James Holmes

How Pearl Harbor Shaped US Submarine Doctrine

US subs were used defensively before Pearl Harbor, which transformed them into an offensive, decentralized force.

The Naval Diplomat spent a brief but heroic submarine career on board USS Pittsburgh in 1986, prowling the briny depths. My mentor was a young lieutenant (or, as it seemed at the time, a grizzled ancient mariner) named Mike Connor. In the interim he scaled the ranks and is now Vice Admiral Connor the big kahuna of U.S. Navy submarine forces. He recently pledged to inculcate independence in American captains. That means affording them the liberty to act without stifling oversight from, well, people like the big kahuna of U.S. Navy submarine forces.

For him this seems to be a matter of expediency. In a contested electronic environment and an age of cyberwarfare, it's far from inconceivable that a boat might find itself cut off from senior commanders. If so, the skipper needs the autonomy and authority to fight the ship. No one else will be around to take charge.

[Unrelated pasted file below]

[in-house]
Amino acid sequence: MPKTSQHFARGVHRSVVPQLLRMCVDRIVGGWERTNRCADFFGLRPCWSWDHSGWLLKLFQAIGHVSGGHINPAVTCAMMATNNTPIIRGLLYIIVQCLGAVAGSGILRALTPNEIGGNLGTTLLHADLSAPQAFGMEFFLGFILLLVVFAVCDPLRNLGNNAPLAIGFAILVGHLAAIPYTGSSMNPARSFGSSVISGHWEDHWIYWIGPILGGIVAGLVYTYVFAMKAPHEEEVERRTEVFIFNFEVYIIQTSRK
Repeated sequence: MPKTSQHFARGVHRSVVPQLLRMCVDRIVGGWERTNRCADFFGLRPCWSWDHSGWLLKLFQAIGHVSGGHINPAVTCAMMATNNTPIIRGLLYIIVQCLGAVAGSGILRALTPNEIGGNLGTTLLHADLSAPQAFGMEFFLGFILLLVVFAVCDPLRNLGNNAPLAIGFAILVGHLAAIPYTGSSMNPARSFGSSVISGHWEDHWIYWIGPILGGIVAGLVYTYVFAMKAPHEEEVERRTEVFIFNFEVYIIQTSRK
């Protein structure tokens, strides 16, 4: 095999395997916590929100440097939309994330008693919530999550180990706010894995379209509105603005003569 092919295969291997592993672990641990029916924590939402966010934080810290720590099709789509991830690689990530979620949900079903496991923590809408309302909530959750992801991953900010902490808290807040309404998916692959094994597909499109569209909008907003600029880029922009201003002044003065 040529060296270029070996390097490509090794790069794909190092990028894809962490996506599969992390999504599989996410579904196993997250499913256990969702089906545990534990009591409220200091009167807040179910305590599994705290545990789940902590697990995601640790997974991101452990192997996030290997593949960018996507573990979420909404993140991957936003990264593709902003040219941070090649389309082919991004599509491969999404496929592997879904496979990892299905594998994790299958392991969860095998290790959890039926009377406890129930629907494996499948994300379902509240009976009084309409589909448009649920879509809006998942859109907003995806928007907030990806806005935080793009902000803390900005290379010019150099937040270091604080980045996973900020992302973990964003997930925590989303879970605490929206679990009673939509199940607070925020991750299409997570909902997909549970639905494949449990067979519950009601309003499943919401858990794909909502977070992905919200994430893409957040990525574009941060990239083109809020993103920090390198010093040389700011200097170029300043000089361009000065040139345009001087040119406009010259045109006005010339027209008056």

Preparing for cyberwar is good, but the silent service should free up commanders as a matter of course. Micromanagement deadens the tactical moxie needed to prevail in combat.

Nor is this a new lesson for U.S. submariners. During the interwar years, U.S. Navy doctrine viewed submarines as fleet auxiliaries. Their purpose in life, that is, was to assail enemy battle fleets, primarily that of Imperial Japan. That sounds like a brash vision, but in fact the prevailing tactics bred timidity in American skippers. Undersea craft, believed tacticians, stood little chance against surface combatants, and still less against enemy warplanes. So commanders were trained to dive upon spotting the adversary.

When the battle fleet was ablaze at Pearl Harbor, however, the submarine force found itself at the center of the American war effort. It was one of the few implements left to the Pacific Fleet. Accordingly, Chief of Naval Operations Harold Stark ordered U.S. boats to sink any ship flying Japanese colors. That meant unlearning the old, defensive-minded way of doing things and embracing a devil-may-care ethos.

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The Pacific Fleet granted new skippers two patrols to produce results, measured in tonnage sent to the bottom. Those who couldn't adapt gave way to those who could. And the culture of the silent service changed — virtually overnight. Submariners ended up playing an outsized part in Japan's defeat.

That's a legacy worth recovering.